Tilray Inc. (NASDAQ:TLRY) shares dropped 15 per cent on Wednesday after Canada’s fourth largest cannabis company reported a larger-than-expected second-quarter loss, despite surging revenues propelled by higher recreational pot sales in Canada, its Manitoba Harvest acquisition, and growth in international medical markets.
The Nanaimo, B.C.-based pot producer released its quarterly report late Tuesday, with revenues hitting $45.9 million in the three-month period ended June 30. That’s nearly five times the $9.7 million the company generated in the prior year, and ahead of the consensus estimate of $40.3 million. (All figures reported in US dollars.)
Investors, however, appeared to be focused on Tilray’s bottom line. The company reported a net loss of $35.1 million, or 36 cents per share, nearly triple its loss from the same quarter last year. Adjusted EBITDA was a loss of $17.9 million, which was a wider loss than the $14.4 million expected by analysts at a time when investors are searching for profits in the cannabis industry.
— Tilray (@tilray) August 13, 2019
Soaring costs gobble up rising revenues
Tilray said the mounting losses were due to the increase in operating expenses related to growth initiatives, recent acquisitions, and the expansion of international operations.
The company’s operating expenses of $44.8 million dwarfed the modest $8.1 million year-over-year increase in gross profit it was able to achieve, and was nearly enough on their own to clear out its sales during the quarter. General and administrative expenses of $16.5 million for the quarter alone were enough to wipe out the company’s gross profit of $12.3 million.
Tilray CEO Brendan Kennedy told Bloomberg News he wasn’t concerned about the company’s piling losses saying “you’d be constraining yourself if you were focused on profitability at this point,” adding now is the time to invest to expand globally in the nascent cannabis industry.
Tilray generated a 27 per cent gross margin, which was up from 24 per cent over its last quarter, but below the consensus analyst estimate of 28.7 per cent and at a percentage that doesn’t leave much room for incremental sales to help cover the company’s operating expenses. Tilray said its margins were impacted by the costs of ramping up growing facilities in Canada and Portugal and buying third-party cannabis supply. The company did say, however, it expects to hit a mid-40 per cent range by the end of 2020.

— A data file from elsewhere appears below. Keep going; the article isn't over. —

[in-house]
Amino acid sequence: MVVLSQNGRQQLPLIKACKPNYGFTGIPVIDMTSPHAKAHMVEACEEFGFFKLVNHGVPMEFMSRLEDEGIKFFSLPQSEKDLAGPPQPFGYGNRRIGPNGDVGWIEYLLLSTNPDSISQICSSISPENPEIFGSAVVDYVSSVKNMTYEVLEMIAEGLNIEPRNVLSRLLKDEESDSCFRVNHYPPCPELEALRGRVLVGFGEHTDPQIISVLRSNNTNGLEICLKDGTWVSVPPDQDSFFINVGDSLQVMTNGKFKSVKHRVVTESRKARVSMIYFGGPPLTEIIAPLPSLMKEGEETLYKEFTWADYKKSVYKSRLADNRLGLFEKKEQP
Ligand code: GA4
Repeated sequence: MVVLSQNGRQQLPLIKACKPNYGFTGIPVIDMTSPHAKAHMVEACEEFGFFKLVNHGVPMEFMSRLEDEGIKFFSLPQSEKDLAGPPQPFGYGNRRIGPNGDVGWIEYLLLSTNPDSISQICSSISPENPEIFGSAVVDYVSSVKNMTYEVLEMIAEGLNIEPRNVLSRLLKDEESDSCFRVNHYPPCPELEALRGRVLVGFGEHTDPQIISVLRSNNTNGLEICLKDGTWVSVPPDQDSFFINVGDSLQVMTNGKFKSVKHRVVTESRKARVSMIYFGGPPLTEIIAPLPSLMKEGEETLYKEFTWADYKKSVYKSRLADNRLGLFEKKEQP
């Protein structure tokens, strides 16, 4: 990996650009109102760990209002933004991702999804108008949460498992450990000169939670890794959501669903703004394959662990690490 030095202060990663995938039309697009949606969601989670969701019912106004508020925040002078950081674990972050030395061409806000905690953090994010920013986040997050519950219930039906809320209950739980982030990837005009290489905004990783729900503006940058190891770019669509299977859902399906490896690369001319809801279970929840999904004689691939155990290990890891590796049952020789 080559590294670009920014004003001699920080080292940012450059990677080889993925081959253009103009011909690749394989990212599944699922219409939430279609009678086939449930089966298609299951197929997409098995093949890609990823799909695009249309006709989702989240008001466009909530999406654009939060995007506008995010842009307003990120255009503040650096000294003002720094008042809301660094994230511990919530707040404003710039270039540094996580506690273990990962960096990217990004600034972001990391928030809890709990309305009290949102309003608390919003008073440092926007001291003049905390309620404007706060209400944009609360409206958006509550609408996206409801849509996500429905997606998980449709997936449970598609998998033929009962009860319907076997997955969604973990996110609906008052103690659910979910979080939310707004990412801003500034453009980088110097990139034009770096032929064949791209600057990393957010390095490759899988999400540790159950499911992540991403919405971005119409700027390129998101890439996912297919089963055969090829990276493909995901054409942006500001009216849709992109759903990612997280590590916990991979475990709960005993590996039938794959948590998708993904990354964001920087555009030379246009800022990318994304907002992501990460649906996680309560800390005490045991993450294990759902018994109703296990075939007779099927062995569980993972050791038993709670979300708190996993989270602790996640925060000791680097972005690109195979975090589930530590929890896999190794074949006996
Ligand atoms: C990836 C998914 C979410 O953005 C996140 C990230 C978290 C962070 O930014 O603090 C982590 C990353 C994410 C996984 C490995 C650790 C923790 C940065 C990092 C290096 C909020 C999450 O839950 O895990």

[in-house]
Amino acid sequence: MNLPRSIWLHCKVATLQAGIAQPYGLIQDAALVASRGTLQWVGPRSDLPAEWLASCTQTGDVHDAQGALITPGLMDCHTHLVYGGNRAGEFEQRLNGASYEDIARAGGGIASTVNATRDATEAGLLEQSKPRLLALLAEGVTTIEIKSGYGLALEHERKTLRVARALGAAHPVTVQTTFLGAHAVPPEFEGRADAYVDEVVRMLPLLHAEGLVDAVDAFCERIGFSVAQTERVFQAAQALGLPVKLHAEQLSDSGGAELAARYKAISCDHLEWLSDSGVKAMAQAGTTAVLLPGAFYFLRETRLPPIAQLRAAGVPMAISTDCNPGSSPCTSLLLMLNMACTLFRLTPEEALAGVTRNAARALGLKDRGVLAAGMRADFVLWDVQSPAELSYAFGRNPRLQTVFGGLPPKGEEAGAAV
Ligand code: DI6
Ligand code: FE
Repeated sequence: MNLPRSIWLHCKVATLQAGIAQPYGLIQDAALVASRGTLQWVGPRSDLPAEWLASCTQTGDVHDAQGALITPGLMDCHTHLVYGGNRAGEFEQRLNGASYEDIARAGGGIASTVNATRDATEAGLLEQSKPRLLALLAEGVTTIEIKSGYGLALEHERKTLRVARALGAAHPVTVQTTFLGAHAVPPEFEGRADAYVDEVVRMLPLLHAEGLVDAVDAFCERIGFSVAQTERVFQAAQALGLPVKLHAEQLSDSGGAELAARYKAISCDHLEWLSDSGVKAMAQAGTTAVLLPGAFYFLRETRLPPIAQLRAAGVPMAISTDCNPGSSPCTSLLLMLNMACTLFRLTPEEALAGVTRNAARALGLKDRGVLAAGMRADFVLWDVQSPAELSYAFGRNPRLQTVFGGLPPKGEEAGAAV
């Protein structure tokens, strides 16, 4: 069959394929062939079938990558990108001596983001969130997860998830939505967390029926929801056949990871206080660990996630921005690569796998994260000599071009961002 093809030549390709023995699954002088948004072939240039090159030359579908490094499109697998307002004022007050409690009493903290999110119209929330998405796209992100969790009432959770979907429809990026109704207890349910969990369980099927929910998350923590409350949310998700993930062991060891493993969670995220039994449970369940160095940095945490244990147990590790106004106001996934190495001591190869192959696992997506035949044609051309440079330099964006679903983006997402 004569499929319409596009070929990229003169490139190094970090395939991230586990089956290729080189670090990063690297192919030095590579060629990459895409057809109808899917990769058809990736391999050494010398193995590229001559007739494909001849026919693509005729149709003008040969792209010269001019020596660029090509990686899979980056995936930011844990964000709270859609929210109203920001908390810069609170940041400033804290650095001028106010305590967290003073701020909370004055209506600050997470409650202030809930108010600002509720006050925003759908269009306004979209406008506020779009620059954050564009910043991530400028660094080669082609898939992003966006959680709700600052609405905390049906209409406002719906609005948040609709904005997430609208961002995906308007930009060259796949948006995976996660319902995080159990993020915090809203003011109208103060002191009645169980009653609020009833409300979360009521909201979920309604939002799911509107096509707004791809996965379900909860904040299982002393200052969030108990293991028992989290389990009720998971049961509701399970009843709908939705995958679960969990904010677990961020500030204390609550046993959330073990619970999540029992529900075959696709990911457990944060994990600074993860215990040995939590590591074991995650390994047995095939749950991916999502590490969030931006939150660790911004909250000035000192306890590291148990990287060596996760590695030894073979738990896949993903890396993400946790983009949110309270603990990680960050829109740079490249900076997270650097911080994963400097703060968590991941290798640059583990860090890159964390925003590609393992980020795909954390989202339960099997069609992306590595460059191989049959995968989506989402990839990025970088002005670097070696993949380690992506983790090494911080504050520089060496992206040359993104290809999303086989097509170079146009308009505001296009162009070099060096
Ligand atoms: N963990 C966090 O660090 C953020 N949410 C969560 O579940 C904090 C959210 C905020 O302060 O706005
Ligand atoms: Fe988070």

The company sold 5,588 kilograms of cannabis in the second quarter, up 86 per cent from its previous quarter. But the average net selling price fell to $4.61 from $5.60 in the previous quarter, which Tilray attributed to the lower prices per gram in Canada’s adult-use market compared to other channels. The company sold $15 million worth of product in the adult-use market, almost doubling sales from the first quarter.
Wall Street analyst Michael Lavery with Piper Jaffray said, “we expect Tilray to remain in investment mode to drive growth and do not expect positive earnings in the near-term,” adding he doesn’t see the company posting positive total company EBITDA for four to six quarters.
Tilray burning through cash to fund growth
The past six months, Tilray has burned through more than $300 million in cash. Nearly $200 million of that came as a result of acquisitions and investments, and $110 million was used to fund its existing day-to-day operations. Although the company avoided dipping into the equity markets the last quarter, it could be something to watch for, especially if Tilray requires more cash to make further acquisitions.
Kennedy said revenues the company’s international operations should “kick in” in the next few quarters and help contribute to Tilray’s top line. The company has invested close to CAD$30 million in its medical marijuana operations in Portugal this year where it employs over 150 people, and announced earlier this month it is adding more cultivation space in the region. It said it plans to sell medical-grade cannabis to as many as six more countries this year.
Over the past six months, Tilray has lost around half of its value and it is down around 70 per cent in the past year. News surrounding troubled pot producer CannTrust Holdings has pulled down the entire cannabis sector, and Kennedy called the regulatory fiasco “an infuriating situation” as investors have grown weary of the industry since the compliance breaches were first revealed.